Taking the Geopolitical Fight Over Google Maps to the Street

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Advocates for the Persian Gulf have taken their fight about Google’s refusal to name the gulf between Iran and the Arab Gulf states on Google Maps to the streets of Los Angeles.  NPR’s Which Way, LA? blog has noticed the proliferation of pro-Persian Gulf billboards around Los Angeles, proclaiming “It is not the Gulf.  It is the Persian Gulf”.  The tagline refers to the use by some media and cartographic entities to use the label “The Gulf” to refer to the area instead of the Persian Gulf.

The latest controversy was triggered when Iran launched an international protest in May of 2012, complaining about Google’s lack of a name for the gulf. Justifying the lack of a label, an anonymous Google spokesman has stated, “It’s just simply the case that we don’t have a label for every body of water.

Los Angeles, which boasts the largest Persian population outside of Iran, has seen numerous billboards around the city arguing for the name of the Persian Gulf.  While the post on Which Way, LA? states that the billboard advertising company Van Wagner has said that the purchaser of the Persian Gulf billboards wishes to remain anonymous.  A thread on the Iran Sports Press forum discussed a rumor that the sponsor was a fashion designer by the name of Amir Bahador who is the proprietor of Amir Fashion based in Beverly Hills with a shop in the famed Beverly Hills Hotel.  . Judging by the signature “Amir” in the lower left corner of the billboard, this would seem to be true.

What action these billboards are aiming for is unclear.  Beyond the saying and the flag of Iran, no additional message or web site is shown.


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Billboards have been seen in Downtown Los Angeles, Atwater Village, and near Larchmont Village.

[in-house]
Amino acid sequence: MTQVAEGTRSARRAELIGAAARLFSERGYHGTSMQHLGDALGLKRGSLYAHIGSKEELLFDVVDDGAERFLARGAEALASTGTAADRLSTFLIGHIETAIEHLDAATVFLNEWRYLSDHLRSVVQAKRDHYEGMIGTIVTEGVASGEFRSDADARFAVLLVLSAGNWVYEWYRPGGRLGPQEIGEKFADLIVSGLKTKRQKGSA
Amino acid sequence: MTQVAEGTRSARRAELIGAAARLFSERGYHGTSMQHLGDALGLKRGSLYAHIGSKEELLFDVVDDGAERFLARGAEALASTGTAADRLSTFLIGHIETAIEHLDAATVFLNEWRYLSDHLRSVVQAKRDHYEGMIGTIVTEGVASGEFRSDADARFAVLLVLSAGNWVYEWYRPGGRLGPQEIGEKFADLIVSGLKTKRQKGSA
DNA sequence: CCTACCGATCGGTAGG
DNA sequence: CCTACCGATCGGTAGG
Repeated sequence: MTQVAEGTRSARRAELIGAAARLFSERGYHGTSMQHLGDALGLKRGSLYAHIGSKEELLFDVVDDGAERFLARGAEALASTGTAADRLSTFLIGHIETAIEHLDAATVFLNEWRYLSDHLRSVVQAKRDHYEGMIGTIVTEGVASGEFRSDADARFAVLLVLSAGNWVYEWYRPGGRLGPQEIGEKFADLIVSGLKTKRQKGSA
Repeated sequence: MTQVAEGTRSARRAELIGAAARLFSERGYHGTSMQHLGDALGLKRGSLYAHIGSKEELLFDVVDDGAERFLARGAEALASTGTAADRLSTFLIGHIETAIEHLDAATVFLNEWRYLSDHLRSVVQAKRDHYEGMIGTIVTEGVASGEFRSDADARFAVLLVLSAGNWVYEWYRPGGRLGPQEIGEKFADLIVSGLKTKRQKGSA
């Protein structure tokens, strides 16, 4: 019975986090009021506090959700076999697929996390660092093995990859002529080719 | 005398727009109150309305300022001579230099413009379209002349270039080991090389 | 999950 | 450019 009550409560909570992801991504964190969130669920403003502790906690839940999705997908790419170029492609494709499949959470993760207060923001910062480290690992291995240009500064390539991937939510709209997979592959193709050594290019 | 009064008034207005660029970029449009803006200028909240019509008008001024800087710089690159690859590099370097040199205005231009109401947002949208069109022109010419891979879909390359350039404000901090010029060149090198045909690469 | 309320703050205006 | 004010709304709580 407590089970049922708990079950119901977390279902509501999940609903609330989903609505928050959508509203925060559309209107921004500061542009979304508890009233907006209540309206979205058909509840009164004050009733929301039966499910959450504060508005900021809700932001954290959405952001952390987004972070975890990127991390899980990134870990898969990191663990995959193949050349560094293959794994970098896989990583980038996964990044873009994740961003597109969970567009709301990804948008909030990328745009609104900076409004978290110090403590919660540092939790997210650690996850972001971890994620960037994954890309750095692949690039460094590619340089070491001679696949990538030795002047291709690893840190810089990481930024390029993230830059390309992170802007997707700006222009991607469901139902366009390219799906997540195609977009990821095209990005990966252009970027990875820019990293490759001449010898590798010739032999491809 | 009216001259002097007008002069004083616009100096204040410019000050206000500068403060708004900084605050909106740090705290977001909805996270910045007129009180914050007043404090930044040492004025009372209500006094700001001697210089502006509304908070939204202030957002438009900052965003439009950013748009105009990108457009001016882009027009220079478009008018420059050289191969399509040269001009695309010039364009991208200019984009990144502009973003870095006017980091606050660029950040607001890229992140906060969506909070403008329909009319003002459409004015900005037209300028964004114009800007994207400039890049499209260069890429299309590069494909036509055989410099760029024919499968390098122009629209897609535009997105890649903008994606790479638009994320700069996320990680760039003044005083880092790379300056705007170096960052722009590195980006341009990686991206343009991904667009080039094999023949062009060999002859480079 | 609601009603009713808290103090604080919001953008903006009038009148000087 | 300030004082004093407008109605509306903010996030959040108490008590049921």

Pro Persian Gulf Billboard near the corner of Melrose and Cahuenga in Los Angeles.

Pro Persian Gulf Billboard near the corner of Melrose and Cahuenga in Los Angeles.
Via Larchmont Buzz.

The battle over the name is not a recent one, dating back over 70 years.

Cartographic History of the Persian Gulf Label

The body of water has historically been known as the Persian Gulf.  Prior to World War II, most maps and documents recognized the name of this gulf as the Persian Gulf.  As Encyclopædia Iranica explains in the chapter “Geography iv. Cartography of Persia”, the middle ground of referring to the location as the “Gulf” started long before Google Maps:

After World War II, some circles decided to change the name of the Persian Gulf to Arabian Gulf. Although the government of Persia opposed the move vehemently, in some editions of a few maps and atlases the term Persian was omitted, leaving only “The Gulf” (e.g., The TimesAtlas, p. 39), while the historical term Persian Gulf mostly remained intact, as in the National Geographic Atlas (p. 77; fig. 7).

In the 1960s, the campaign to rename the waters the Arab Gulf gained traction as Egyptian President Gamal Abdel Nasser lead an effort to rename the gulf.

In 2006, the United Nations Group of Experts on Geographical Names released a working paper entitled “Historical, Geographical and Legal Validity of the Name: PERSIAN GULF” which provided a short study on the historical background of the name “Persian Gulf”, found overwhelming historical evidence of the use of the name: